The American Recovery and Reinvestment Act of 2009 (ARRA) went further with regards to business associates; section 13401 requires that business associates specifically comply with the HIPAA security regulations found in 164.308, 164.310 and 164.312.  ARRA § 13401.

Limiting Data Sets

Section 17.03(3)(7) requires that the minimum data set be collected by an entity that collects personal information.  201 C.M.R. § 17.03(3)(7).

The HIPAA security regulations do not specifically address this requirement.

System Identification
Section 17.03(3)(8) requires that an entity identify what records or systems contain personal information, so that these records or systems can be handled in compliance with the security policies of the organization.  201 C.M.R. § 17.03(3)(8).

The HIPAA security regulations do not specifically address, but such a system by system identification would likely occur within the risk analysis conducted by the covered entity under section 164.308(a)(ii)(A).  45 C.F.R. § 164.308(a)(ii)(A).

Physical Access

Section 17.03(3)(9) requires reasonable restrictions on physical access to paper records to prevent unauthorized disclosure of personal information. 201 C.M.R. § 17.03(3)(9).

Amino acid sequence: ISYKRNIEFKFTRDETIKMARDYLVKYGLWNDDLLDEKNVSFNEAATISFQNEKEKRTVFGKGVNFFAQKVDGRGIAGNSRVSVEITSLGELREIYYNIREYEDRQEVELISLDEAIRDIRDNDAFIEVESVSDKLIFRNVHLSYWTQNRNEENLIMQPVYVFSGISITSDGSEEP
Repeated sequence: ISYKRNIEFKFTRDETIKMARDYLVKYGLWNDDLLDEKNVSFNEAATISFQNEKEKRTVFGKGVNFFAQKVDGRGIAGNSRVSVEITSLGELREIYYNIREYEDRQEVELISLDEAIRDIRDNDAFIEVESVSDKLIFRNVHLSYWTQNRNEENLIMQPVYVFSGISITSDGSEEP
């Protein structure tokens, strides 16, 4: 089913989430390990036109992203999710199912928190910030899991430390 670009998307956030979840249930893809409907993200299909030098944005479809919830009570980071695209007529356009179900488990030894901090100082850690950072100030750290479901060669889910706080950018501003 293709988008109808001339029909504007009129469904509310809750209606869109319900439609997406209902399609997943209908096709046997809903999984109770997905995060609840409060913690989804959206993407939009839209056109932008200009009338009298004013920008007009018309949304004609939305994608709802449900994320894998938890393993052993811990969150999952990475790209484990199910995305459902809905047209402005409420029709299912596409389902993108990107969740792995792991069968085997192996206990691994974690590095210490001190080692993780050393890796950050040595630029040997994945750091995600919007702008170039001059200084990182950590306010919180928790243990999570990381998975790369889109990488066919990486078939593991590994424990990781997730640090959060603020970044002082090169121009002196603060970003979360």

The HIPAA security regulations do address physical access to the covered entity’s facilities, but do not address how paper records should be secured.  See 45 C.F.R. § 164.310.

Monitoring

Section 17.03(3)(10) requires monitoring of the security program to ensure effectiveness. 201 C.M.R. § 17.03(3)(10).

The HIPAA security regulations require regular monitoring of the security program to ensure that protected health information remains secure.  45 C.F.R. §§ 164.306(e), 164.316.

Review

Section 17.03(3)(11) requires the at least annual review of the security program. 201 C.M.R. § 17.03(3)(11).  The Massachusetts rules also contemplate review of the security program when an entity substantially materially changes its business practices.

The HIPAA security regulations do not specify a minimum review period for the security programs of covered entities, however, the typical practice for risk analysis and review is to conduct such a review on an annual basis.  See 45 C.F.R. § 164.308(a)(ii)(A).

Documentation and Incident Reporting
Section 17.03(3)(12) requires the documentation of an entity’s response to security incidents. 201 C.M.R. § 17.03(3)(12).

The HIPAA security regulations do require a covered entity to implement a policy for reporting and responding to security incidents, and the regulations provide for a requirement that activities taken under the security program be documented.  45 C.F.R. §§ 164.308(a)(6), 164.316.

Secure User Authentication
Section 17.04(1) requires a detailed secure user authentication process that controls user logins, passwords, restricting access to only active users, and locking accounts after a number of unsuccessful login attempts.  201 C.M.R. § 17.04(1).

The HIPAA security regulations address the issue of user authentication more generally by requiring that a policy be developed to grant access to users based on prior authorization.  See 45 C.F.R. § 164.308(a)(4).  In addition, the regulations require a policy on managing passwords, but are not specific on how the details of how passwords are to be managed or created.  45 C.F.R. § 164.308(a)(5)(ii)(D).